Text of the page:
Pete McAteer: Cody, we know advisors move around quite a bit. Can you talk to us a bit about how the right consulting firm can facilitate the transition process for the advisors to mitigate and minimize the disruption for their clients and their practices?
Cody Davis: So when you’re transitioning from an old financial planning software to a new financial planning software, it’s going to take some time to learn the new financial planning software at Oyster. We have experts who know the software programs, so you can feel comfortable while having us input the data, knowing that the plans are going to be accurate. And you can spend more time learning the software because now you’ve got this new software platform. It’s really going to be important that you take the time to really learn the ins and outs of it so you can feel comfortable using it moving forward. Additionally, there are a couple of other ways that advisors can utilize the right consulting firm when they transition to a new firm. One is advisor mentoring – with this, an expert who knows the software very well can teach you how to implement it into your practice.
Additionally, there’s a couple of other services that we do provide that can help advisors that are transitioning to a new firm. Maybe you have advanced features that you’re struggling to learn when you first get this new software. Well, we have experts who know those features, who can teach you how to use them effectively, and make sure that you’re comfortable using the software moving forward. The third part of this is going to be paraplanning. By going to a new firm where you have this new software, one option might be that maybe you go out and hire somebody who knows the software really well to do the planning for you. Whereas, if you were to partner with Oyster to do paraplanning services, we can actually take that burden off of you and do the financial plans for you. We will work closely with the advisor and help develop plans that the advisor feels really confident and good about.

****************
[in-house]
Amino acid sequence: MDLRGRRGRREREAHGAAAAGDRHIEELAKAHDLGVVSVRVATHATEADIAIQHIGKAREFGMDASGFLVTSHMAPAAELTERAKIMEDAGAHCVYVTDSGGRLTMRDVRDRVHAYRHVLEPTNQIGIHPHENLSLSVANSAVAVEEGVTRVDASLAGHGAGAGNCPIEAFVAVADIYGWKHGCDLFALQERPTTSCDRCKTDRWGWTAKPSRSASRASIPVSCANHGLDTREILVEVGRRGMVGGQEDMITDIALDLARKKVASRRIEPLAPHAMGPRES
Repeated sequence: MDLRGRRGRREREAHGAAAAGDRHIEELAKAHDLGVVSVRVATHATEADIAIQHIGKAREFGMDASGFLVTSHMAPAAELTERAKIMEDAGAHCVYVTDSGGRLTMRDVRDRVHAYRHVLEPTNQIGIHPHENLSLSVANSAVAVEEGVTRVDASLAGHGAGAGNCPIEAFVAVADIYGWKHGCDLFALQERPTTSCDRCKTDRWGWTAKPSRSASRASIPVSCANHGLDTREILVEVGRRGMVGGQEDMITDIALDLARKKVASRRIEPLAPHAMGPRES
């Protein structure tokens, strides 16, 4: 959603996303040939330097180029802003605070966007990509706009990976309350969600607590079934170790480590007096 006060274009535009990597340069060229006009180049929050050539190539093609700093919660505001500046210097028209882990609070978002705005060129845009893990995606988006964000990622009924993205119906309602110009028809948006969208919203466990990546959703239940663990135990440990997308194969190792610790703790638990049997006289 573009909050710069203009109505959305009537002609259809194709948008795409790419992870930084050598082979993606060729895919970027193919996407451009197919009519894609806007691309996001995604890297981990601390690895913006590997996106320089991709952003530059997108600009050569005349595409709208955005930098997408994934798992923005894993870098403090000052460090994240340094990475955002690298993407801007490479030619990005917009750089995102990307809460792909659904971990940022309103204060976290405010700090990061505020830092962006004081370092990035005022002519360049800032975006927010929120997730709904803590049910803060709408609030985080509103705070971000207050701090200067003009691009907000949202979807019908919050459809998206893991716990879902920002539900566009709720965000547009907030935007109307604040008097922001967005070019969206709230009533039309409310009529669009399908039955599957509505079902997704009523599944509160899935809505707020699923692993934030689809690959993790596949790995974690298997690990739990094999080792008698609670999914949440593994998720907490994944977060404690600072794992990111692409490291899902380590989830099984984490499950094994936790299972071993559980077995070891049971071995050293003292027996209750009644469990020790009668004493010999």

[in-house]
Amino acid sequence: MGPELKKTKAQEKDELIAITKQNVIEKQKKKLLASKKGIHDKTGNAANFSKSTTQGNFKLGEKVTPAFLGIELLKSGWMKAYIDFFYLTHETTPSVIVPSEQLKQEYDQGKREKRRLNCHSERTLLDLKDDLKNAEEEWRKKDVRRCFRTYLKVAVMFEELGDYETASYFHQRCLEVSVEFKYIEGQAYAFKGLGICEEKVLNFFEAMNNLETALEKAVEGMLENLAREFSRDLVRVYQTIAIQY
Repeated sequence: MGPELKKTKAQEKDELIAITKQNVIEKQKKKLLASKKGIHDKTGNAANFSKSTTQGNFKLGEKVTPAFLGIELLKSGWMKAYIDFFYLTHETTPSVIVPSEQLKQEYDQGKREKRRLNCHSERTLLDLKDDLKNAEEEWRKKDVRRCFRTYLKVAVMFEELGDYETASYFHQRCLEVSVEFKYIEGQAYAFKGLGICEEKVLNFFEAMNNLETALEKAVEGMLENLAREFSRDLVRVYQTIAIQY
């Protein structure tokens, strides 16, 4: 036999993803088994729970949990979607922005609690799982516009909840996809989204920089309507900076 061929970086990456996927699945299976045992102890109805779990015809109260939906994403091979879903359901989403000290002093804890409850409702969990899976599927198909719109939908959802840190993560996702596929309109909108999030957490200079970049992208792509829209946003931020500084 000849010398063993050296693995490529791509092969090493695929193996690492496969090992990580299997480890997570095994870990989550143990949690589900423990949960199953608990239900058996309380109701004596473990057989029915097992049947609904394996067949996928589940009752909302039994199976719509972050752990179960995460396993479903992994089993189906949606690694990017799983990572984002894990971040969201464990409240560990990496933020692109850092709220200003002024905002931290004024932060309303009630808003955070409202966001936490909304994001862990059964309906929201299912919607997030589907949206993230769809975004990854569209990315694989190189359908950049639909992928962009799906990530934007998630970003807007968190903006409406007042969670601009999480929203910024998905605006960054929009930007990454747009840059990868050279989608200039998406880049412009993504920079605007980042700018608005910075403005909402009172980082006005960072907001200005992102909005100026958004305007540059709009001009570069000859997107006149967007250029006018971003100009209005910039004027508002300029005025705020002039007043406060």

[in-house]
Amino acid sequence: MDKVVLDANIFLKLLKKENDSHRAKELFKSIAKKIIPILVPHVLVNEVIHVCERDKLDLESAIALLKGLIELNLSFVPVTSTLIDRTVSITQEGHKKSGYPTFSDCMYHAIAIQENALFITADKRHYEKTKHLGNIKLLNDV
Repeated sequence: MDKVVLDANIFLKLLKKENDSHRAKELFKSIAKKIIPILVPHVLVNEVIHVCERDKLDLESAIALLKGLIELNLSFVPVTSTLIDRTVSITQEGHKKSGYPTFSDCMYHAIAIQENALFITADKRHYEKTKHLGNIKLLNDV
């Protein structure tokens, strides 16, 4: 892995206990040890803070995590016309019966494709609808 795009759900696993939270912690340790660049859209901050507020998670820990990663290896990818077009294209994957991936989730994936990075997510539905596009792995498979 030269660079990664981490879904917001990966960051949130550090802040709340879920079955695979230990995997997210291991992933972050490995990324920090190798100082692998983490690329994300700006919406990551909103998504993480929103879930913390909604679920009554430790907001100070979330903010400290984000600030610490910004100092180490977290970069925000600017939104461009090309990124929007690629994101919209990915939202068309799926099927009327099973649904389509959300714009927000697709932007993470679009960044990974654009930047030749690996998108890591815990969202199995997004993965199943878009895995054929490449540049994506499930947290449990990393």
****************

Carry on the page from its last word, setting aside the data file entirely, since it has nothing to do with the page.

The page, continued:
Pete McAteer: Cody, in making these switches from one financial planning software provided to another. We understand that there’s capital market assumptions or CMAs that underlie all the calculations that their Monte Carlo simulators provide. These yield varying results with the same data inputs due to those capital market assumptions, being different. Can you talk a little bit about how an outside expert can help advisors make that transition, so that they don’t shock their account holders or investors with differing results?